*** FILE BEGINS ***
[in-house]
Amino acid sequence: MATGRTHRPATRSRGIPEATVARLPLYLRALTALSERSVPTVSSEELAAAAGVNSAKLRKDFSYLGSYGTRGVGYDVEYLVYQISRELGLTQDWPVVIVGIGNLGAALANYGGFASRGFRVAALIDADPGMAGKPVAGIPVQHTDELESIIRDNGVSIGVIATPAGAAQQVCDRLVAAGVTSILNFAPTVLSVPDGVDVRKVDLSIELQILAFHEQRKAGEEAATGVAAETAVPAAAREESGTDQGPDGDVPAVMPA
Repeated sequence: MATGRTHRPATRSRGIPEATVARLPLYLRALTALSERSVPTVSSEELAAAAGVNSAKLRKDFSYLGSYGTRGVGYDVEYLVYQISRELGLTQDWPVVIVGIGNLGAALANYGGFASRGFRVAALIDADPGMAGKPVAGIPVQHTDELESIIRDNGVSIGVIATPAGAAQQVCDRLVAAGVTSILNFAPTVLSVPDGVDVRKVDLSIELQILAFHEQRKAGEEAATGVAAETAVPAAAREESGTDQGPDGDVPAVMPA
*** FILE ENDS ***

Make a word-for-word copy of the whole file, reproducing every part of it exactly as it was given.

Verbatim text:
[in-house]
Amino acid sequence: MATGRTHRPATRSRGIPEATVARLPLYLRALTALSERSVPTVSSEELAAAAGVNSAKLRKDFSYLGSYGTRGVGYDVEYLVYQISRELGLTQDWPVVIVGIGNLGAALANYGGFASRGFRVAALIDADPGMAGKPVAGIPVQHTDELESIIRDNGVSIGVIATPAGAAQQVCDRLVAAGVTSILNFAPTVLSVPDGVDVRKVDLSIELQILAFHEQRKAGEEAATGVAAETAVPAAAREESGTDQGPDGDVPAVMPA
Repeated sequence: MATGRTHRPATRSRGIPEATVARLPLYLRALTALSERSVPTVSSEELAAAAGVNSAKLRKDFSYLGSYGTRGVGYDVEYLVYQISRELGLTQDWPVVIVGIGNLGAALANYGGFASRGFRVAALIDADPGMAGKPVAGIPVQHTDELESIIRDNGVSIGVIATPAGAAQQVCDRLVAAGVTSILNFAPTVLSVPDGVDVRKVDLSIELQILAFHEQRKAGEEAATGVAAETAVPAAAREESGTDQGPDGDVPAVMPA